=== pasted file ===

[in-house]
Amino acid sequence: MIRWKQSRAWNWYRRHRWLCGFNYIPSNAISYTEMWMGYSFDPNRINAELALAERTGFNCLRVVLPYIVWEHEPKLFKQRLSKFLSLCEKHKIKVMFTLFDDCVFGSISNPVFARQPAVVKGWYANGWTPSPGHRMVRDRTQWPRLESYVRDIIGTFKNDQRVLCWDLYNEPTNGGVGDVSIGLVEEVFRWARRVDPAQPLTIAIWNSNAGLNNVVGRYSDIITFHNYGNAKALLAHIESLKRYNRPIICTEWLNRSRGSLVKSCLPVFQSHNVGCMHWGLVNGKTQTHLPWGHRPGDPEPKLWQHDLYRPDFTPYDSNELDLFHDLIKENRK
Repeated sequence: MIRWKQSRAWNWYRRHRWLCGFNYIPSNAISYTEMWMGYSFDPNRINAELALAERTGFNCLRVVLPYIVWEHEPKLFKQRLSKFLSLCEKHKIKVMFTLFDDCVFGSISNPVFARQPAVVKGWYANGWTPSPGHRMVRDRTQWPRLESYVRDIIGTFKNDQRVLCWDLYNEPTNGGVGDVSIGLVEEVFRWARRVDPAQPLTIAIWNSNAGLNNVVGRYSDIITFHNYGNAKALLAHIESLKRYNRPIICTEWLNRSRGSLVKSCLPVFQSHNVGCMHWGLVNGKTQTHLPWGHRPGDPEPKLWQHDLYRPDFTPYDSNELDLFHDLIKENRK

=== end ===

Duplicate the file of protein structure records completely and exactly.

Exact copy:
[in-house]
Amino acid sequence: MIRWKQSRAWNWYRRHRWLCGFNYIPSNAISYTEMWMGYSFDPNRINAELALAERTGFNCLRVVLPYIVWEHEPKLFKQRLSKFLSLCEKHKIKVMFTLFDDCVFGSISNPVFARQPAVVKGWYANGWTPSPGHRMVRDRTQWPRLESYVRDIIGTFKNDQRVLCWDLYNEPTNGGVGDVSIGLVEEVFRWARRVDPAQPLTIAIWNSNAGLNNVVGRYSDIITFHNYGNAKALLAHIESLKRYNRPIICTEWLNRSRGSLVKSCLPVFQSHNVGCMHWGLVNGKTQTHLPWGHRPGDPEPKLWQHDLYRPDFTPYDSNELDLFHDLIKENRK
Repeated sequence: MIRWKQSRAWNWYRRHRWLCGFNYIPSNAISYTEMWMGYSFDPNRINAELALAERTGFNCLRVVLPYIVWEHEPKLFKQRLSKFLSLCEKHKIKVMFTLFDDCVFGSISNPVFARQPAVVKGWYANGWTPSPGHRMVRDRTQWPRLESYVRDIIGTFKNDQRVLCWDLYNEPTNGGVGDVSIGLVEEVFRWARRVDPAQPLTIAIWNSNAGLNNVVGRYSDIITFHNYGNAKALLAHIESLKRYNRPIICTEWLNRSRGSLVKSCLPVFQSHNVGCMHWGLVNGKTQTHLPWGHRPGDPEPKLWQHDLYRPDFTPYDSNELDLFHDLIKENRK